About health and well-being needs assessment
Methods for conducting a health and well-being needs assessment (HWBNA)
Traditionally, public health professionals have tended to distinguish three main methods for conducting health needs assessments: the corporate, the comparative and the epidemiological approach (Toolkit for health care needs assessment in prisons, Department of Public Health & Epidemiology, University of Birmingham, 2000).
Corporate approach. This is about determining the views of a range of stakeholders and others with special knowledge about what is needed, and trying to balance competing views when planning any service changes. It might, for example, be used to canvas the views of staff, service providers and young people in a secure establishment or a service in the community.
Comparative approach. This is about comparing current provision with what happens in other areas or settings, with a view to learning from any major discrepancies. It might, for example, compare health care provision in different youth offending teams (YOTs) or secure establishments. It might also compare service data by, for example, measuring the health needs of young people in a secure setting using a tool that has also been used to determine the health needs of young people in the community.
Epidemiological approach. This is a more intensive approach, involving the comprehensive collection, analysis and interpretation of both quantitative and qualitative data. It would go beyond analysis of needs and service provision, analysing also the evidence about promising or effective interventions that help improve child and parent health and well-being outcomes and reduce young people’s involvement in crime and anti-social behaviour.
The first two above are often seen as more ‘do-able’ than the third, given time and staff constraints, but the more intensive approach is worth aiming for, especially if you are refreshing earlier work rather than starting a HWBNA from scratch.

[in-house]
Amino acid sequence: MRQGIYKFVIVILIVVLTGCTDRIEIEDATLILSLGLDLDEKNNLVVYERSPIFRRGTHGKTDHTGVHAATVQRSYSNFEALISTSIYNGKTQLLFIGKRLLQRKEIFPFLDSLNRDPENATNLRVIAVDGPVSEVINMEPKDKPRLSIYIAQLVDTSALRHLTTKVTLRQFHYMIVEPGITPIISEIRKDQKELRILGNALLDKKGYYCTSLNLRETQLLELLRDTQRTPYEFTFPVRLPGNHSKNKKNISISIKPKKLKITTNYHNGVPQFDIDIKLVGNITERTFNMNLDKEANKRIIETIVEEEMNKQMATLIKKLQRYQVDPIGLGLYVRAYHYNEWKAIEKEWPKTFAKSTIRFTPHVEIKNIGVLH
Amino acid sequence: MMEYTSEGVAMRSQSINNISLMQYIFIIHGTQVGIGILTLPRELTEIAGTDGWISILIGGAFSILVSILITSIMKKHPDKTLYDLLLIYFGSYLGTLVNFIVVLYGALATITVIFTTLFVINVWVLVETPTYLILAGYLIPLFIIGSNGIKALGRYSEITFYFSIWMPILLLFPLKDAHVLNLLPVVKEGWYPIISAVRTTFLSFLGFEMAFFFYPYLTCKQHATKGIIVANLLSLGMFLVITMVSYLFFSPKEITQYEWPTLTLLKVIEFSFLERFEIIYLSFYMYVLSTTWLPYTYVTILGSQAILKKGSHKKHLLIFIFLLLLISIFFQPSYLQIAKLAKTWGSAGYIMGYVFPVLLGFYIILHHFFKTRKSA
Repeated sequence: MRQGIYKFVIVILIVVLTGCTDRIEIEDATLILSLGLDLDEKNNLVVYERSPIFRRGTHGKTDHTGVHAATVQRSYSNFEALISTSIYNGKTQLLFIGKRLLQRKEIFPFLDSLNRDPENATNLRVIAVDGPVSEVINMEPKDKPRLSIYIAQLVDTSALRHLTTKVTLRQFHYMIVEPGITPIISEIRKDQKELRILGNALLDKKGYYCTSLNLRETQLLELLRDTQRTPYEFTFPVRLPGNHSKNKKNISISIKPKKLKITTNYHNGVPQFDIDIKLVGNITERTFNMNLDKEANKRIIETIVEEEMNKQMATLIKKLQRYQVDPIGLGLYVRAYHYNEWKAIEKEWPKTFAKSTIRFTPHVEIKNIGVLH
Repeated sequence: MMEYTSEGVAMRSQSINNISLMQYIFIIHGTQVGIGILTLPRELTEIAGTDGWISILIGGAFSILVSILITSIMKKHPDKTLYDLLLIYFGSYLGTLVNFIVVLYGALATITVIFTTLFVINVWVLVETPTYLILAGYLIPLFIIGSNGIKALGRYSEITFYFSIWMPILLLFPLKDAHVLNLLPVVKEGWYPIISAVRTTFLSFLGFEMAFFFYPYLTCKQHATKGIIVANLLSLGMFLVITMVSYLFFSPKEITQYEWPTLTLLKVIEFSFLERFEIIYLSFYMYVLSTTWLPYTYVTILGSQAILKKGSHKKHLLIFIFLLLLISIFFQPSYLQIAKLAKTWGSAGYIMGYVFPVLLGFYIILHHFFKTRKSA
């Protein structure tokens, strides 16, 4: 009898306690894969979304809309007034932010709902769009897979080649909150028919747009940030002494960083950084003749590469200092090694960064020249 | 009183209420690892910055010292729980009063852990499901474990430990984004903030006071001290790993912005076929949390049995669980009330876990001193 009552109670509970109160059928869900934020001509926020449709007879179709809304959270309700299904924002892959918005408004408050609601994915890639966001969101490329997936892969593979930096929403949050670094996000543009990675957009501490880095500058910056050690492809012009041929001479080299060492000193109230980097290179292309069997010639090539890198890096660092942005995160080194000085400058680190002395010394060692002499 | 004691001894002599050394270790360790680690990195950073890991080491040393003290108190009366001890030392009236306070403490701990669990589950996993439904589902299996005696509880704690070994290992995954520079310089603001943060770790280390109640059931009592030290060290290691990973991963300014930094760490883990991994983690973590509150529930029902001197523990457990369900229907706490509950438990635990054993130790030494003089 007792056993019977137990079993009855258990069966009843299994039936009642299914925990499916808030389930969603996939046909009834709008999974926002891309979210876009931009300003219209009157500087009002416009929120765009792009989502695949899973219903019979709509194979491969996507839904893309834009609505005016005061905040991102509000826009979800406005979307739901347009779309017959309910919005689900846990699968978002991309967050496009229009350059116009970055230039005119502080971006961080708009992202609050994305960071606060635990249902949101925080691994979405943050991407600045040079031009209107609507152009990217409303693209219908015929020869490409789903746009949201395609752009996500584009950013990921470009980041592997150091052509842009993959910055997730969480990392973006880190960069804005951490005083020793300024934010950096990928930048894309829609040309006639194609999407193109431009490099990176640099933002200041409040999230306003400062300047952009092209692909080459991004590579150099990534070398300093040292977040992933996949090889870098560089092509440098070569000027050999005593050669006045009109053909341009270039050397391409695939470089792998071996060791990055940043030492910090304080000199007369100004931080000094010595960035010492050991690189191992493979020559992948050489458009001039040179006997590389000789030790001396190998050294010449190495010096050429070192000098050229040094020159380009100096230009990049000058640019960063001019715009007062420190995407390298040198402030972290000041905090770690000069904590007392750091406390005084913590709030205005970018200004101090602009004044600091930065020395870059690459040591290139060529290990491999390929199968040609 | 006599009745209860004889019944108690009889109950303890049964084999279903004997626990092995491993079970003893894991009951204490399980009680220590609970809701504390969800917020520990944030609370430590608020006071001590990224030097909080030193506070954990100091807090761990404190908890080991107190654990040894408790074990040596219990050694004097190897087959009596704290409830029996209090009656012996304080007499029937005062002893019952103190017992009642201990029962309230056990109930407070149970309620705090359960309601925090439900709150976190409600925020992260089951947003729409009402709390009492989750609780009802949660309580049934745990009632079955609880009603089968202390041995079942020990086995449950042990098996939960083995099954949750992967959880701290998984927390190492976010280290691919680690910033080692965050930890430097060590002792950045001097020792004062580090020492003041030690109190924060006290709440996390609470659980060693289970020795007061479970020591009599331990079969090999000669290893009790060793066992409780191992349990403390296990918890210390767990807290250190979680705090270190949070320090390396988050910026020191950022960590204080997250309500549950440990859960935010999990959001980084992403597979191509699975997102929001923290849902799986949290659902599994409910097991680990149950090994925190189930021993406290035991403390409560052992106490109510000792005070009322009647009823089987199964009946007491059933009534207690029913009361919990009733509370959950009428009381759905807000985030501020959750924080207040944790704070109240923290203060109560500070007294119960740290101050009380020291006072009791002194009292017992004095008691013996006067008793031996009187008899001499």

There is also a fourth approach, which might be especially helpful to consider using alongside the others.
Peer review. This is an approach being used increasingly by children’s services and it is one that lends itself to being used in health needs assessment work too. It offers a challenging but supportive review of practice by a team of external people who understand the pressures and challenges of running a local authority (or secure establishment). It provides for a constructive discussion of strengths and weaknesses and offers recommendations for improvement. Find out more about children's services peer review.
In practice, most HWBNA work draws on the first three methods, and this mixed approach is likely to be useful for those conducting assessments for work about the youth justice system (YJS). The peer review approach might be particularly attractive to those considering doing HWBNA work across a region, or as a way of inviting scrutiny of the work of an individual YOT or custodial establishment.
The important thing is to produce a document that is manageable within your resources and that can easily link into other activity in the locality that is about assessing need and commissioning services for vulnerable children and families.